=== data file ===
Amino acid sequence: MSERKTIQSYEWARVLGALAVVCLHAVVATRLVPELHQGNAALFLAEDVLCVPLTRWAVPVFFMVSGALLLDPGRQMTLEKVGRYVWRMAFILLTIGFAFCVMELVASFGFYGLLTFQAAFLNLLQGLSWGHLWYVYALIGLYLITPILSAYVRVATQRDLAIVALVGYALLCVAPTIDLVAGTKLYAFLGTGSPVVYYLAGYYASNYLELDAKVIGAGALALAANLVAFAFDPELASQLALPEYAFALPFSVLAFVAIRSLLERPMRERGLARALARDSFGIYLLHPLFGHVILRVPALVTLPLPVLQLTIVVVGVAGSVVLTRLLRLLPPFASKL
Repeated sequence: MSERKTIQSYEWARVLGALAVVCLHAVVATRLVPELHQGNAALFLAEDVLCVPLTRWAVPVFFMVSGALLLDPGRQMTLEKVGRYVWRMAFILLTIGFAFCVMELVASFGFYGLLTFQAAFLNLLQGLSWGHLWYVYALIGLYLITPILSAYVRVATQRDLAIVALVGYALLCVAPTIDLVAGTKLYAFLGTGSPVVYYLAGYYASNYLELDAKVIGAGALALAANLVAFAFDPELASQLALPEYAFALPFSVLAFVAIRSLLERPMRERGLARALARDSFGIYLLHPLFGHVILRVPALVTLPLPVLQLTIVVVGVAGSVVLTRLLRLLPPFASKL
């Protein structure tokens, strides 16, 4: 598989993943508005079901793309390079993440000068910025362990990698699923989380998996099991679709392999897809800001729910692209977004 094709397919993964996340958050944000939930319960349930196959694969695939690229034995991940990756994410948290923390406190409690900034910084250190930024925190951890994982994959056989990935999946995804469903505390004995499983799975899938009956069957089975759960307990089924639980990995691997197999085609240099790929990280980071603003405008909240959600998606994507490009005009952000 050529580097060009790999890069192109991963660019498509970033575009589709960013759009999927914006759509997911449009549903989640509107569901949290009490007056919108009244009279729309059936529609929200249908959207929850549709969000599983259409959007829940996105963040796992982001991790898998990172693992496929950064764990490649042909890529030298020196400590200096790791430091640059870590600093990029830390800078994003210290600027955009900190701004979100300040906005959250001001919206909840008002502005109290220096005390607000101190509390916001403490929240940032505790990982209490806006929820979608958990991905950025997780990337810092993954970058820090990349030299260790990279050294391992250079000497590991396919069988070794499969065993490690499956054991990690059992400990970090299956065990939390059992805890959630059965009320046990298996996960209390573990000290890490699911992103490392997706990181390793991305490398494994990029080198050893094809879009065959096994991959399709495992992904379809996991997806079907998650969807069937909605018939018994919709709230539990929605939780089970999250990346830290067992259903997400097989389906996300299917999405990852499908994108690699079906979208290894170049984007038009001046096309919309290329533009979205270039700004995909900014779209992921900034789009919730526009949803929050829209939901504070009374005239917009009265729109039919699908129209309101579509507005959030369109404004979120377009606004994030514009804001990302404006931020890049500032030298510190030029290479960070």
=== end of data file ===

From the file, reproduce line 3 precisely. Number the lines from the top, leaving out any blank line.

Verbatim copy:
């Protein structure tokens, strides 16, 4: 598989993943508005079901793309390079993440000068910025362990990698699923989380998996099991679709392999897809800001729910692209977004 094709397919993964996340958050944000939930319960349930196959694969695939690229034995991940990756994410948290923390406190409690900034910084250190930024925190951890994982994959056989990935999946995804469903505390004995499983799975899938009956069957089975759960307990089924639980990995691997197999085609240099790929990280980071603003405008909240959600998606994507490009005009952000 050529580097060009790999890069192109991963660019498509970033575009589709960013759009999927914006759509997911449009549903989640509107569901949290009490007056919108009244009279729309059936529609929200249908959207929850549709969000599983259409959007829940996105963040796992982001991790898998990172693992496929950064764990490649042909890529030298020196400590200096790791430091640059870590600093990029830390800078994003210290600027955009900190701004979100300040906005959250001001919206909840008002502005109290220096005390607000101190509390916001403490929240940032505790990982209490806006929820979608958990991905950025997780990337810092993954970058820090990349030299260790990279050294391992250079000497590991396919069988070794499969065993490690499956054991990690059992400990970090299956065990939390059992805890959630059965009320046990298996996960209390573990000290890490699911992103490392997706990181390793991305490398494994990029080198050893094809879009065959096994991959399709495992992904379809996991997806079907998650969807069937909605018939018994919709709230539990929605939780089970999250990346830290067992259903997400097989389906996300299917999405990852499908994108690699079906979208290894170049984007038009001046096309919309290329533009979205270039700004995909900014779209992921900034789009919730526009949803929050829209939901504070009374005239917009009265729109039919699908129209309101579509507005959030369109404004979120377009606004994030514009804001990302404006931020890049500032030298510190030029290479960070």